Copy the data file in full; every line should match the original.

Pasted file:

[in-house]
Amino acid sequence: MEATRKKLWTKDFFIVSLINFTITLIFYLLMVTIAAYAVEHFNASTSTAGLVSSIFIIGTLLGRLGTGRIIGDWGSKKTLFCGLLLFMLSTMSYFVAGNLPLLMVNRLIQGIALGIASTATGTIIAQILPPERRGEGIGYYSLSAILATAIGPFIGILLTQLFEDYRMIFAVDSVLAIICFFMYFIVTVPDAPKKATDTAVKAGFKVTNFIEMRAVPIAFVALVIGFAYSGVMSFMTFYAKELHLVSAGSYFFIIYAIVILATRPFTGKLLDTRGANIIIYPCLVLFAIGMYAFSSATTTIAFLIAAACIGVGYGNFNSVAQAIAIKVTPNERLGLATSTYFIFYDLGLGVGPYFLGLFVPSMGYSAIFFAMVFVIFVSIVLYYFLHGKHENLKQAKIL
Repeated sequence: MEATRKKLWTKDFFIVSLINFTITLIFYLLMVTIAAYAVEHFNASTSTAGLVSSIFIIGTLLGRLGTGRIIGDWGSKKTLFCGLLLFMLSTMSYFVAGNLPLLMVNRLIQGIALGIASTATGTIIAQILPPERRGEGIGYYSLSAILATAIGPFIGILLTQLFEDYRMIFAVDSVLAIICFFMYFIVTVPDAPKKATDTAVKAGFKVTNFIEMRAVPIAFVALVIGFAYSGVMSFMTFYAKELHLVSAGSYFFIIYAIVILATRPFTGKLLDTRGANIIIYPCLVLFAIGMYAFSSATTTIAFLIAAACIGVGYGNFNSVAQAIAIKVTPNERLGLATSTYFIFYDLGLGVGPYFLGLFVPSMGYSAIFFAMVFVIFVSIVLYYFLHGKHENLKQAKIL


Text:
[in-house]
Amino acid sequence: MEATRKKLWTKDFFIVSLINFTITLIFYLLMVTIAAYAVEHFNASTSTAGLVSSIFIIGTLLGRLGTGRIIGDWGSKKTLFCGLLLFMLSTMSYFVAGNLPLLMVNRLIQGIALGIASTATGTIIAQILPPERRGEGIGYYSLSAILATAIGPFIGILLTQLFEDYRMIFAVDSVLAIICFFMYFIVTVPDAPKKATDTAVKAGFKVTNFIEMRAVPIAFVALVIGFAYSGVMSFMTFYAKELHLVSAGSYFFIIYAIVILATRPFTGKLLDTRGANIIIYPCLVLFAIGMYAFSSATTTIAFLIAAACIGVGYGNFNSVAQAIAIKVTPNERLGLATSTYFIFYDLGLGVGPYFLGLFVPSMGYSAIFFAMVFVIFVSIVLYYFLHGKHENLKQAKIL
Repeated sequence: MEATRKKLWTKDFFIVSLINFTITLIFYLLMVTIAAYAVEHFNASTSTAGLVSSIFIIGTLLGRLGTGRIIGDWGSKKTLFCGLLLFMLSTMSYFVAGNLPLLMVNRLIQGIALGIASTATGTIIAQILPPERRGEGIGYYSLSAILATAIGPFIGILLTQLFEDYRMIFAVDSVLAIICFFMYFIVTVPDAPKKATDTAVKAGFKVTNFIEMRAVPIAFVALVIGFAYSGVMSFMTFYAKELHLVSAGSYFFIIYAIVILATRPFTGKLLDTRGANIIIYPCLVLFAIGMYAFSSATTTIAFLIAAACIGVGYGNFNSVAQAIAIKVTPNERLGLATSTYFIFYDLGLGVGPYFLGLFVPSMGYSAIFFAMVFVIFVSIVLYYFLHGKHENLKQAKIL